Zara Still Has Room to Grow: Analyst

A logo sits above the entrance to a Zara fashion store, operated by Inditex SA, in Barcelona, Spain.
A logo sits above the entrance to a Zara fashion store, operated by Inditex SA, in Barcelona, Spain.

Inditex, the world's largest clothing retailer, will experience slower growth in the next three years but will still be far ahead of major competitors like Hennes & Mauritz (H&M), according to one analyst.

The owner of Zara posted a 22 percent rise in 2012 profits to 2.4 billion euros ($3.13 billion) on Wednesday, but the shares dropped 2.8 percent in Madrid as analysts warned of slowing growth given a lower than expected fourth quarter performance.

"Nothing has changed," countered Allegra Perry of Cantor Fitzgerald. "This is a company which has revolutionized clothing retail and the model is very, very strong.They have a big competitive advantage which continues to get bigger, with high barriers to entry. If in the last three years we've seen a CAGR (Compound Annual Growth Rate) of earnings growth of about 20 percent, I think going forward, for the next three years, that's going to be more like 15 percent."

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"That level of growth was always going to be unsustainable over the longer term. That said, I think you're still looking at a solid growth for the next few years."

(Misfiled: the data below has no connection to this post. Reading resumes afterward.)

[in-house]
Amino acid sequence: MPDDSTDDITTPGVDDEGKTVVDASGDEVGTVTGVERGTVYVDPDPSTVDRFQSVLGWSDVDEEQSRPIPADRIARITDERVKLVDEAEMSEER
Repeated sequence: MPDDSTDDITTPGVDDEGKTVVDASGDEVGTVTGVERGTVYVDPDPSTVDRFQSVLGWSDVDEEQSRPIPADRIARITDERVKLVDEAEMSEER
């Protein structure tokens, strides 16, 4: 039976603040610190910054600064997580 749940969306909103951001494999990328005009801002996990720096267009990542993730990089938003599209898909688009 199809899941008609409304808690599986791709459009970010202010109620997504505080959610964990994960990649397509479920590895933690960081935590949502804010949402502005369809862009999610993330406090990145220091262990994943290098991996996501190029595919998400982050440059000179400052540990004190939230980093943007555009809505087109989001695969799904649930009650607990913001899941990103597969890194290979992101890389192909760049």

Perry said Inditex is still a lot stronger structurally than its main rival Sweden-listed H&M, which is why it remains a safe investment in the retail sector. Perry cites supply chains as key to the dominance of Inditex.

"There's a question of different supply chains and that really goes to the heart of why Inditex has been so successful. They source 65 percent from proximity markets, they're closer to the consumer, and they leave a bigger portion of their budget open for buying in seasons so they can follow recent trends and really keep up with where consumer demand is going."

On the other hand, Perry said, H&M source 80 percent from Asia, thus locking its budget at the beginning of the season and leaving less flexibility.

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H&M also positions a lot of its product in basic clothing, whereas only 5-10 percent of Zara's product is reserved for basic goods. That worked for the Swedish multinational in the early 2000s, Perry said, but consumers now prefer to spend the same amount of money on fewer, more fashionable, high-end goods.

Inditex already has over 6,000 stores across 86 countries and is launching the Zara online brand in Russia later this year. Perry said the brand can still grow in other markets and it can expand its 12 percent market share at home in Spain. Its market share is only in the low single digits in countries like the U.S., China,and Brazil, giving it more room to grow.

"I think there are a lot of opportunities considering this is a very global product with global appeal," Perry emphasized. "Why can't they replicate the success they've had in their own market?"